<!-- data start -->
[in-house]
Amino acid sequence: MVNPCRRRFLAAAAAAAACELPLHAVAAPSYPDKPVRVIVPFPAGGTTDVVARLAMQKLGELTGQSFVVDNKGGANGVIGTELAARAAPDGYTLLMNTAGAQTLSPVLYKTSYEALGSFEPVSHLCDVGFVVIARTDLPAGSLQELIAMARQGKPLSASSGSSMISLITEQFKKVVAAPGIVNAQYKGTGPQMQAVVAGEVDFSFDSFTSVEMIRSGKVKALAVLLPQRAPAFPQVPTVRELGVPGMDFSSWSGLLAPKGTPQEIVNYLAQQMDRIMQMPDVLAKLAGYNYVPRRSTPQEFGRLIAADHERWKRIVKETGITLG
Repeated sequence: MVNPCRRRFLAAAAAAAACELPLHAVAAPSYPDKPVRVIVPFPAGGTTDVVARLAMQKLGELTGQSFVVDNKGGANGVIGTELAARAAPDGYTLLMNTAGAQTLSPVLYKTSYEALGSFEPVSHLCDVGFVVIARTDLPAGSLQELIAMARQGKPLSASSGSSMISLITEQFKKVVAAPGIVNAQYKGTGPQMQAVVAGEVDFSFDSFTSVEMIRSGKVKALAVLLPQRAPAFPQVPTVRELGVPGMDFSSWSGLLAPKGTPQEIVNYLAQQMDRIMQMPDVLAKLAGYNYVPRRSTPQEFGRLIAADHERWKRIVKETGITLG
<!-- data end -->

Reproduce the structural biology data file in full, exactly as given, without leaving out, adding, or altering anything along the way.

[in-house]
Amino acid sequence: MVNPCRRRFLAAAAAAAACELPLHAVAAPSYPDKPVRVIVPFPAGGTTDVVARLAMQKLGELTGQSFVVDNKGGANGVIGTELAARAAPDGYTLLMNTAGAQTLSPVLYKTSYEALGSFEPVSHLCDVGFVVIARTDLPAGSLQELIAMARQGKPLSASSGSSMISLITEQFKKVVAAPGIVNAQYKGTGPQMQAVVAGEVDFSFDSFTSVEMIRSGKVKALAVLLPQRAPAFPQVPTVRELGVPGMDFSSWSGLLAPKGTPQEIVNYLAQQMDRIMQMPDVLAKLAGYNYVPRRSTPQEFGRLIAADHERWKRIVKETGITLG
Repeated sequence: MVNPCRRRFLAAAAAAAACELPLHAVAAPSYPDKPVRVIVPFPAGGTTDVVARLAMQKLGELTGQSFVVDNKGGANGVIGTELAARAAPDGYTLLMNTAGAQTLSPVLYKTSYEALGSFEPVSHLCDVGFVVIARTDLPAGSLQELIAMARQGKPLSASSGSSMISLITEQFKKVVAAPGIVNAQYKGTGPQMQAVVAGEVDFSFDSFTSVEMIRSGKVKALAVLLPQRAPAFPQVPTVRELGVPGMDFSSWSGLLAPKGTPQEIVNYLAQQMDRIMQMPDVLAKLAGYNYVPRRSTPQEFGRLIAADHERWKRIVKETGITLG